The power of effective log management in software development and operations


The rapid software development process that exists today requires an expanding and complex infrastructure and application components, and the job of operations and development teams is ever growing and multifaceted. Observability, which helps manage and analyze telemetry data, is the key to ensuring the performance and reliability of your applications and infrastructure. In particular, logs are the main default signal developers enable, providing a significant amount of detail for debugging, performance analysis, security, and compliance management. So how do you define a strategy to get the most out of your logs?

In this blog post, we'll explore:

  • The logging journey, which reviews the collection, processing and enrichment, and analysis and rationalization of logs
  • The difference between managing structured and unstructured data from logs
  • Whether traces should replace logs
  • Improving operational efficiency for logs, by understanding how to reduce time in transformation, centralized versus decentralized log storage, and how and when to reduce what is stored

By gaining a deeper understanding of these topics, you'll be better equipped to manage logs effectively and ensure the reliability, performance, and security of your applications and infrastructure.

The logging journey

The logging journey involves three basic steps:

the logging journey
The logging journey

Let’s cover how logs should be collected and ingested, what is proper parsing and processing, and how you can analyze and rationalize the logs. Additionally we will also discuss how to enhance this journey with application performance monitoring (APM), metrics, and security events.

Log collection

The first step in the logging journey is to collect all the logs you have into a central location. This involves identifying all your applications and systems and collecting their logs. 

One key aspect in log collection is to have the most amount of normalization across all of your applications and infrastructure. Having a common semantic schema is very important. Elastic contributed Elastic Common Schema (ECS) to OpenTelemetry (OTel), helping accelerate adoption of OTel-based observability and security. This is going to move to a more normalized way to define and ingest logs (including metrics and traces).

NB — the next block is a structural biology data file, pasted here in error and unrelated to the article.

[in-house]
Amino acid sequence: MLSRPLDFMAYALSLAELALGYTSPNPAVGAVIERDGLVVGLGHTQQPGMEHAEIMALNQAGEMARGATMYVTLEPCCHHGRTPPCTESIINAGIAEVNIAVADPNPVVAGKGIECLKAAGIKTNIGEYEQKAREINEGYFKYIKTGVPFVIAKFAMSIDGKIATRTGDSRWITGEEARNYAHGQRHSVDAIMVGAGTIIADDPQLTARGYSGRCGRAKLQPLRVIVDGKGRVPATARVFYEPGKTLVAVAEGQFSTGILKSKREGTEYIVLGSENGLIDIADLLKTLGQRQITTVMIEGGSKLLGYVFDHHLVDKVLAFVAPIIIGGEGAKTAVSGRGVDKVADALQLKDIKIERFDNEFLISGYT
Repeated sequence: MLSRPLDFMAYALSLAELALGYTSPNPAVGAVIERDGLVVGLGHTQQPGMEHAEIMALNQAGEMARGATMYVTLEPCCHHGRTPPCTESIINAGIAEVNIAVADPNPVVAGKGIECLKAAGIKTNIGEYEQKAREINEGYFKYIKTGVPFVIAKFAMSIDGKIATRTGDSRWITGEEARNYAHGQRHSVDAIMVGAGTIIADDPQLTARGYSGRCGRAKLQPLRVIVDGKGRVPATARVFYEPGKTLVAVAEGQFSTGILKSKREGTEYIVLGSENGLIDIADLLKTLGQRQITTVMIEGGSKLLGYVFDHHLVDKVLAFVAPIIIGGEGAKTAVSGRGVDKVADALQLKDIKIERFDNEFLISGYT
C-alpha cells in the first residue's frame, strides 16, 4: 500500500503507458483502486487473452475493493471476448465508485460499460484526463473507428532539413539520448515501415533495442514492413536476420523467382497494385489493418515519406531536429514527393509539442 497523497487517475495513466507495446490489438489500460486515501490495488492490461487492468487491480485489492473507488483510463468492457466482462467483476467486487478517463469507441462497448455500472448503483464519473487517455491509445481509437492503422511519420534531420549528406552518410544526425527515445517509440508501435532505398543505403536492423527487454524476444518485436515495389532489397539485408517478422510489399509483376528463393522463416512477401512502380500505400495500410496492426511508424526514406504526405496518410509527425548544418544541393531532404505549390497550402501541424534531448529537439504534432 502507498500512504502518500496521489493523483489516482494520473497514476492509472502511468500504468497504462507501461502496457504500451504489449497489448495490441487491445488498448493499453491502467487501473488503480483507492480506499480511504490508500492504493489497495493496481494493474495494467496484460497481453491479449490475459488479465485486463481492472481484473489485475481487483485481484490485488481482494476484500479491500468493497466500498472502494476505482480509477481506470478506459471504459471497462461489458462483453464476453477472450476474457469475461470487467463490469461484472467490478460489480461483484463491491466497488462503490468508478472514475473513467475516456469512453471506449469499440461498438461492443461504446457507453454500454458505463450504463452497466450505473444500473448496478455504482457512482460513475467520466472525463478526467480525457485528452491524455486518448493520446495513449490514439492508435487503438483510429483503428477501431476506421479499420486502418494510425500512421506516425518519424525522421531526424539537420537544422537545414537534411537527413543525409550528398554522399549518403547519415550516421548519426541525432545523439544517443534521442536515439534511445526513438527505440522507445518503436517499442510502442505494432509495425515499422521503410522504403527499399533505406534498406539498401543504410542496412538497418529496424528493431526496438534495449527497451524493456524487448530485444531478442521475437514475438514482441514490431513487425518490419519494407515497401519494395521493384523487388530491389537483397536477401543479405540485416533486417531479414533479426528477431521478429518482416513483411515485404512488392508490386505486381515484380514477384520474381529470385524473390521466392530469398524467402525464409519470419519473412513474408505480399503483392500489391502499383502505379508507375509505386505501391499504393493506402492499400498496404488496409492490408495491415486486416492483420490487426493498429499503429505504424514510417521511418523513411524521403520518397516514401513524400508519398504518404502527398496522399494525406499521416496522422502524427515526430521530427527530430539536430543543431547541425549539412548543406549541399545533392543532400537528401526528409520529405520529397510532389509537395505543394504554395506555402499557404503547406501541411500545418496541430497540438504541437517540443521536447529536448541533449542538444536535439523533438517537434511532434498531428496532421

Another important aspect to log collection is ensuring you have enough ingestion capacity at a low cost. When making this assessment, you may want to be cautious about solutions that charge multiples for high cardinality data. Some observability solutions will charge heavily for this, which is why understanding scaling capabilities and costs is vital during this step.

Processing and enriching logs

Once you have collected your logs, you can begin to process the log files and bring them into a common schema. This helps standardize your logs and makes it easier to aggregate the most important information. A standardized schema also allows for easier data correlation across sources. In processing logs data into standardized schema, you need to consider:

  • Most observability tools will have out-of-the box integrations to convert the data into a specific known schema. If no out-of-the-box integration is available, then parsing out information can be done using regular expressions or similar approaches.
  • Managing the processing of logs is usually done in some kind of an ingest pipeline. You can utilize scalable and complex architectures involving streaming data pipelines with Kafka, Azure Service Bus, or Pulsar or even using processing frameworks like Logstash or Kafka Streams. There is no right or wrong, but our recommendation is to be careful with adding too much complexity here. There is a danger that if you add streaming data processing steps in here, you could end up with a multi-month project and a ton of code to maintain.

Elastic provides multiple ways to ingest (i.e. AWS Kensis Data Firehose) and processing (parsing unstructured logs, enriching logs, and even properly categorizing them).

Once data is ingested, there is a potential need to extract and enrich this data, and perhaps also to create metrics from the data in the log files. There are several ways to do this:

  • Some observability dashboarding capabilities can perform runtime transformations to extract fields from non-parsed sources on the fly. This is generally called schema-on-read. This is helpful when dealing with legacy systems or custom applications that may not log data in a standardized format. However, runtime parsing can be time-consuming and resource-intensive, especially for large volumes of data.